My difficulty with white theologians is their use of Jesus’ so-called “nonviolent” attitude in the Gospels as primary evidence that the oppressed ought to be nonviolent today. Not only Rudolf Bultmann and other Form critics demonstrated that there are historical difficulties in the attempt to move behind the kerygmatic preaching of the early Church to the real Jesus of Nazareth, but the procedure is ethically questionable, especially for white defenders of the status quo. It is interesting that many white scholars are skeptical about practically everything that the Gospels record about Jesus’ ministry except his political involvement. They are sure that he preached love, which they invariably interpret to mean an acceptance of the political status quo. His gospel, they contend, was spiritual or eschatological but had nothing to do with political, revolutionary struggle. This is a strange form of logic, especially since they are the same scholars who adhere rigidly to the form-critical method and also universally proclaim that the Kingdom about which Jesus preached included the whole of reality. Why is it that they do not express the same skepticism when dealing with Jesus’ politics as they do with everything else? How can they be so sure that Jesus was not violent? Why is it that they say that Jesus preached the Kingdom, an all-encompassing reality, but suggest that it had nothing to do with politics? How can they say that the God of Jesus was Yahweh of the Old Testament, but shy away from his political involvement on behalf of the oppressed? How could Jesus be God’s representative on earth, and not be concerned about social, economic, and political injustice? I think the answer to these questions is obvious. White theologians’ exegesis is decided by their commitment to, and involvement in, the social structures of oppression. They cannot see the radical and political thrust of Jesus’ person and work because their vision is committed to the very structures that Jesus despised. They are the contemporary representatives of the scribes and lawyers who cannot recognize the essential fallacy of their perspective.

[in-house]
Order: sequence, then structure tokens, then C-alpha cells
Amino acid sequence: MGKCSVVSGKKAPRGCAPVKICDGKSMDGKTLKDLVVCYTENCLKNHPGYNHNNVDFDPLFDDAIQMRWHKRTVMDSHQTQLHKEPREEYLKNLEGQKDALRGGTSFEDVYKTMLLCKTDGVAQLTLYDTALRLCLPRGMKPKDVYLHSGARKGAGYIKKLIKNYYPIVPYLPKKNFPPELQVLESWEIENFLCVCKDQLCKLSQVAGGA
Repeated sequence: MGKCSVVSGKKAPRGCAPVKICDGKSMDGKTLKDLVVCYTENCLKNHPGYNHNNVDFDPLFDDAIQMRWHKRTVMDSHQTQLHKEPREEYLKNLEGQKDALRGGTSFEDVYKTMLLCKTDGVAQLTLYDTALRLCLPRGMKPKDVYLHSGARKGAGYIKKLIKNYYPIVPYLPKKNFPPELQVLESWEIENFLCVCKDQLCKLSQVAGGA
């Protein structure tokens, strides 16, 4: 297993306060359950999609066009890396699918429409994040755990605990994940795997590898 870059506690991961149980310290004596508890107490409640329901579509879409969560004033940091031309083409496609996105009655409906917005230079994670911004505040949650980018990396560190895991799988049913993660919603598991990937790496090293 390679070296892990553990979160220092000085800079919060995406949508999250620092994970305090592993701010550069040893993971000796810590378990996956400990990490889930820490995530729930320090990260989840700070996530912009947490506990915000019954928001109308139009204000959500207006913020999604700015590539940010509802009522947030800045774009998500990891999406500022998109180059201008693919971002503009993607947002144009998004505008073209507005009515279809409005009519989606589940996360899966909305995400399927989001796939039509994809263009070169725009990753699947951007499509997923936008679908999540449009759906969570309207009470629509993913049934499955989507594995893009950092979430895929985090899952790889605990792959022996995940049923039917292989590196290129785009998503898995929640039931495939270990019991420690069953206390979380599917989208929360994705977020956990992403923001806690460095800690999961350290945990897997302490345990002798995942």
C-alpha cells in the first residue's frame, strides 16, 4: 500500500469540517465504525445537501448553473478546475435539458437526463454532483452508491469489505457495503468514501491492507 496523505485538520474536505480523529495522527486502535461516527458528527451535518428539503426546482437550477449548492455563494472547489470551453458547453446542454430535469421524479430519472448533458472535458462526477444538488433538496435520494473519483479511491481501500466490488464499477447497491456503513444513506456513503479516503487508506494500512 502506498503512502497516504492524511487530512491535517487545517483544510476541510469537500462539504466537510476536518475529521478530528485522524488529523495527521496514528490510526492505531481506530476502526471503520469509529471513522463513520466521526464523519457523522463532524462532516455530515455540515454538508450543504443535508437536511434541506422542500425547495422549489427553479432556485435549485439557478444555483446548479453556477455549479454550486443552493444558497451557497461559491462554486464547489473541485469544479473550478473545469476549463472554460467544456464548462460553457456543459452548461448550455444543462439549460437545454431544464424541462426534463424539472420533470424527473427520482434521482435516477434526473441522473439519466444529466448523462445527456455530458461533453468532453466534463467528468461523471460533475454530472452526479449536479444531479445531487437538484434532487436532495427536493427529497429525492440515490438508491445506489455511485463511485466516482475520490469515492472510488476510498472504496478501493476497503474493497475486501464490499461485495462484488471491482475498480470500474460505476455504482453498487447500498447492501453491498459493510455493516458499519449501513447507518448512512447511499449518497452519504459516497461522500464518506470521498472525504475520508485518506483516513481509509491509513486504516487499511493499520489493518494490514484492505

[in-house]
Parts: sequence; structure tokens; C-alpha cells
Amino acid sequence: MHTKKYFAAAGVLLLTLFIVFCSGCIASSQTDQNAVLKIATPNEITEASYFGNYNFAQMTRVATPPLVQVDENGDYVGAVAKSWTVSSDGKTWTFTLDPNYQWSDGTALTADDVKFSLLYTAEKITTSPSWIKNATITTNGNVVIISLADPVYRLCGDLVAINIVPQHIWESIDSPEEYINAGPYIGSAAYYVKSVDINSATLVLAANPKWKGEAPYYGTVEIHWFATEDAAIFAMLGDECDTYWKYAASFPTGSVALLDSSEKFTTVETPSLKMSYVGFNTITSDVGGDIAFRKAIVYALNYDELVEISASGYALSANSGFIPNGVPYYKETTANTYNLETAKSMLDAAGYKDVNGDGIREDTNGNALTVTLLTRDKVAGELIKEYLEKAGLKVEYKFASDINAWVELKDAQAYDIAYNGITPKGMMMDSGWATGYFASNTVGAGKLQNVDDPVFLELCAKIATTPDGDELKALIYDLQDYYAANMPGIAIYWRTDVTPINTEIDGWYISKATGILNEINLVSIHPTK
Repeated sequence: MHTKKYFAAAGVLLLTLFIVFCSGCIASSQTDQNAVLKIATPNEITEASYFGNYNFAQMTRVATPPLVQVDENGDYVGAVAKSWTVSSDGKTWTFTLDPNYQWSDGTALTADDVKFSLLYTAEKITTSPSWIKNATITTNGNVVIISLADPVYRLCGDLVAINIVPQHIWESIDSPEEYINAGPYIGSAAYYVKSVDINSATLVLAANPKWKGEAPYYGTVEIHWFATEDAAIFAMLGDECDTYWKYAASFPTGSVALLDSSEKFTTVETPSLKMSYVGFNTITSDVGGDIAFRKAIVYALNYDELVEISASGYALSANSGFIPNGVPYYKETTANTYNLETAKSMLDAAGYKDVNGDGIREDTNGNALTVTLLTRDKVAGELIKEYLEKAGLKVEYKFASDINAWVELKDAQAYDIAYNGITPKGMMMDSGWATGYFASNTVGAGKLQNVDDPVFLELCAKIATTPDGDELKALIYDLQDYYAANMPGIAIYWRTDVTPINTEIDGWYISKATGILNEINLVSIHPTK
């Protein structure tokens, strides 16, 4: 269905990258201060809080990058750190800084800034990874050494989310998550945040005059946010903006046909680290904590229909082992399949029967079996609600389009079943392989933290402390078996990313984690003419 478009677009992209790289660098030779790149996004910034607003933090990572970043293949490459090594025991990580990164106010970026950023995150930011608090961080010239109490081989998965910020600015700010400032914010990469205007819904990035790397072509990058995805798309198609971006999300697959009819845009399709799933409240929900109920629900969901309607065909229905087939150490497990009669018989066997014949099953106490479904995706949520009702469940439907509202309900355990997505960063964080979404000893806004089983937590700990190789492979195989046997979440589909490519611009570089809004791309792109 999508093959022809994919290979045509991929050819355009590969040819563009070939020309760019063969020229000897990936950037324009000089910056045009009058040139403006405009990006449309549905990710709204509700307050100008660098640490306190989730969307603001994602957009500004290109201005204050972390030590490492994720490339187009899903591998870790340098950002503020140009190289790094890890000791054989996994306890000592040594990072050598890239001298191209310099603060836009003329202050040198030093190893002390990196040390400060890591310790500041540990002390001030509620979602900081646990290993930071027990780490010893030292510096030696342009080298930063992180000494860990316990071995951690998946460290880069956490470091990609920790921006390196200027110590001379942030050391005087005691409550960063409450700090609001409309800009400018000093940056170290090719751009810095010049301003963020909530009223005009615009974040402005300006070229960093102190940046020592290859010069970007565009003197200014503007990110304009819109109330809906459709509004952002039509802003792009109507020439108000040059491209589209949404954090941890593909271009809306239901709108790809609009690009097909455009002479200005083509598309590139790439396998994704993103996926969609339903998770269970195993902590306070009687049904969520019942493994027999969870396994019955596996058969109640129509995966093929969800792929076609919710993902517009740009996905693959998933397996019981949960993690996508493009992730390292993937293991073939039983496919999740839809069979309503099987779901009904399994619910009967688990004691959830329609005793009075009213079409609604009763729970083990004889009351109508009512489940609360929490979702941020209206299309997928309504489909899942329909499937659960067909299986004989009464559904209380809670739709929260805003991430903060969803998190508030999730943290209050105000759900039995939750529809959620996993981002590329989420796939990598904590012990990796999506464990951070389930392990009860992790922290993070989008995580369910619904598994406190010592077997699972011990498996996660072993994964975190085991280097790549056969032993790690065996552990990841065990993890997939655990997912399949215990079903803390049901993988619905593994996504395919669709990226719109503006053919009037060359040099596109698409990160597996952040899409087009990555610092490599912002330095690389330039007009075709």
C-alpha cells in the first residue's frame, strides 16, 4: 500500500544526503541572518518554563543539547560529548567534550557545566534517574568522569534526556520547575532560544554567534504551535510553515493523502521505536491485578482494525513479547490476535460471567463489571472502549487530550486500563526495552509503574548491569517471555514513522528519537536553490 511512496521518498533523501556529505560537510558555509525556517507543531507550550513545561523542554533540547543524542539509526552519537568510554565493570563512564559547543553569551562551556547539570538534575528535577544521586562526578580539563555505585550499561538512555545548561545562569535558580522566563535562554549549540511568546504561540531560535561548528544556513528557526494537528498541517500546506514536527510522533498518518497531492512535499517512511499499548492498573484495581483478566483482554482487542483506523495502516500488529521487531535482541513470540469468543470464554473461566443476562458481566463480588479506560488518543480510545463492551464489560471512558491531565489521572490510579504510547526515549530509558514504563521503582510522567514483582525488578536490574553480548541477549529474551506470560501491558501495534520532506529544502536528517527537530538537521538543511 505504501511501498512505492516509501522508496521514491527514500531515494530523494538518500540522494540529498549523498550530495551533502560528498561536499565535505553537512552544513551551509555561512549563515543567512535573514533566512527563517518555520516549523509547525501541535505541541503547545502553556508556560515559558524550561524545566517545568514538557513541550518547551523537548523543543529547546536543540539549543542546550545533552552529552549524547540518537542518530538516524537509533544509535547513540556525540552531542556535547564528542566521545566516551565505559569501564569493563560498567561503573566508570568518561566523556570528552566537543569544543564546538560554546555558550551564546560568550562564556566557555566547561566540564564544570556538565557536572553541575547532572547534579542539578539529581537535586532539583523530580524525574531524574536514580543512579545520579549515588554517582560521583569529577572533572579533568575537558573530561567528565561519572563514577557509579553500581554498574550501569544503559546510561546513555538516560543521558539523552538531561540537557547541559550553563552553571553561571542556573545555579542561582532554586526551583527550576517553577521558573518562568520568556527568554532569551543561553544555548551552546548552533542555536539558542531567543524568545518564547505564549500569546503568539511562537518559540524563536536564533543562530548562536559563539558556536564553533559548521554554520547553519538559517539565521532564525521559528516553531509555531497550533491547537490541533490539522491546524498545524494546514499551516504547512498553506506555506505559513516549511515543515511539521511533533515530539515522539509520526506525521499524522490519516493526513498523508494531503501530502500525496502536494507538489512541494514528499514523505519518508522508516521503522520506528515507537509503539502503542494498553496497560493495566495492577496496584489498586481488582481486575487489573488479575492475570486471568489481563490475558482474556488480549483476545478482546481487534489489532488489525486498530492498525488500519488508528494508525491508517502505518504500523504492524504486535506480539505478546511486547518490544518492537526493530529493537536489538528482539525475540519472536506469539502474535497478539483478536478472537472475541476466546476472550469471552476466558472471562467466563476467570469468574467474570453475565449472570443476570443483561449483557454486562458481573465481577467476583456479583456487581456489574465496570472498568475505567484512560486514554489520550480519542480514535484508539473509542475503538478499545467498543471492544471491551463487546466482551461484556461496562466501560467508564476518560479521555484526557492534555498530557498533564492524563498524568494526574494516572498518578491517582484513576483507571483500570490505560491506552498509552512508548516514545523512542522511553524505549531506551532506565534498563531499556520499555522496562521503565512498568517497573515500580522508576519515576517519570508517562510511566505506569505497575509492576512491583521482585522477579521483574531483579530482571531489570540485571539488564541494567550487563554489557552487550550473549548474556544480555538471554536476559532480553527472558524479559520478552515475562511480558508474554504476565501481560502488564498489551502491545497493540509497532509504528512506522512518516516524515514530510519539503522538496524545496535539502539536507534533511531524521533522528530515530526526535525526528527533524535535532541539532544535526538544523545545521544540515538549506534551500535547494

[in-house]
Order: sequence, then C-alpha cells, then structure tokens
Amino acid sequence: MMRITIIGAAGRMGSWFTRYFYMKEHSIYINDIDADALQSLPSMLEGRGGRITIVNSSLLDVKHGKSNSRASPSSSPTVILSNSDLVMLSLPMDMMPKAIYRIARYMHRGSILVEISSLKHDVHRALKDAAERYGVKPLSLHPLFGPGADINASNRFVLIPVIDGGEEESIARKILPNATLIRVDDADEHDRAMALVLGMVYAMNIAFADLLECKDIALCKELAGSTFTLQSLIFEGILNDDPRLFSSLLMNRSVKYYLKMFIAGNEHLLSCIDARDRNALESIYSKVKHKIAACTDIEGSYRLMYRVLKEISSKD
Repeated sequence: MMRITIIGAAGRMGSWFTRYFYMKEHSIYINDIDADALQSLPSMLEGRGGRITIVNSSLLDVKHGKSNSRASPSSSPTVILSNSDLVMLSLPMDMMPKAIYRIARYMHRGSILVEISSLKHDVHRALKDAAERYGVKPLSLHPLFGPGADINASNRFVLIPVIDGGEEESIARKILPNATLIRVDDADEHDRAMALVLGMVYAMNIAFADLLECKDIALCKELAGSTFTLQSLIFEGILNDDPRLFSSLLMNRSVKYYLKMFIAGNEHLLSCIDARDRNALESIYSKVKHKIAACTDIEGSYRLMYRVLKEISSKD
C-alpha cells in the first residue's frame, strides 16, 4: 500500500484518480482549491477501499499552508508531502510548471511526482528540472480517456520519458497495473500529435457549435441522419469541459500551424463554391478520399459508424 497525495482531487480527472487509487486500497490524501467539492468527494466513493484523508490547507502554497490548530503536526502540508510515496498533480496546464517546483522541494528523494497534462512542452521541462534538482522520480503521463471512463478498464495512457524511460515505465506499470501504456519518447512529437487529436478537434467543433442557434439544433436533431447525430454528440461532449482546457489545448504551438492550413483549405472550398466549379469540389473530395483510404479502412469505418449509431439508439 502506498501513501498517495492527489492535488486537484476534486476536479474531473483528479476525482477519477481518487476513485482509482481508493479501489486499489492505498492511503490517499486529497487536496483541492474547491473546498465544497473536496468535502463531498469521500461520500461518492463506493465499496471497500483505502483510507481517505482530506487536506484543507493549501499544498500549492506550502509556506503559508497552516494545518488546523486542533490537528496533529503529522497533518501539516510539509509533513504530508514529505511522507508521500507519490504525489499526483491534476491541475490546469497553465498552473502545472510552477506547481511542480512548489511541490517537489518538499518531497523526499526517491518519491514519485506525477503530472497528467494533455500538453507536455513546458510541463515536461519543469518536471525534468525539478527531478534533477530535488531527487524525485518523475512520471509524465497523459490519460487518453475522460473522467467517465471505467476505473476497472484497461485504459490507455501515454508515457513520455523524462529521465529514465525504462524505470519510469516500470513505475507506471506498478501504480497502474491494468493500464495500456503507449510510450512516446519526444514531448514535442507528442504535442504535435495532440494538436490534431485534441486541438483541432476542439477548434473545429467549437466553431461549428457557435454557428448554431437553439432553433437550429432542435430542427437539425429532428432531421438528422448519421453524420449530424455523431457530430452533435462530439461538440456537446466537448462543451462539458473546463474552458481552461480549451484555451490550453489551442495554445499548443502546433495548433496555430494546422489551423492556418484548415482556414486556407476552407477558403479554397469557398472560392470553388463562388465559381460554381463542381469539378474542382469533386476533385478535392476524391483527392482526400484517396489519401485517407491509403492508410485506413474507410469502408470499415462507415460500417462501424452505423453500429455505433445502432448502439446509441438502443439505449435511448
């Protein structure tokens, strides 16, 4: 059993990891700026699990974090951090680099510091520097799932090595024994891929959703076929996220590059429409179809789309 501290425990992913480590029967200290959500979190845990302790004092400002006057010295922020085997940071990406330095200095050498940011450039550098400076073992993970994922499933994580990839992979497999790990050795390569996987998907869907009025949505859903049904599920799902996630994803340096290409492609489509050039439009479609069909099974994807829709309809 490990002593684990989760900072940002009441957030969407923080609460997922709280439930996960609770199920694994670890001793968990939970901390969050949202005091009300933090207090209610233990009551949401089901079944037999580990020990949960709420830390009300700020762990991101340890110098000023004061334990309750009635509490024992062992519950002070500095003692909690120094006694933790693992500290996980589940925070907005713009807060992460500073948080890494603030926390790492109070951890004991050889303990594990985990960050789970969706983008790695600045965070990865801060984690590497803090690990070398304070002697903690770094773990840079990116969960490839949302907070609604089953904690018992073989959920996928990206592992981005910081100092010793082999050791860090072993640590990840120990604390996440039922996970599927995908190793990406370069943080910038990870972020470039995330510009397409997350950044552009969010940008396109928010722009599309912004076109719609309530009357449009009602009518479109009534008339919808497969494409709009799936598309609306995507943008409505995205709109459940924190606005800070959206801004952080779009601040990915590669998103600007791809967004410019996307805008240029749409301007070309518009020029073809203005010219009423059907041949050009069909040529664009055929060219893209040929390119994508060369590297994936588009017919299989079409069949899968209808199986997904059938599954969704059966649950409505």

God of the Oppressed, 222-223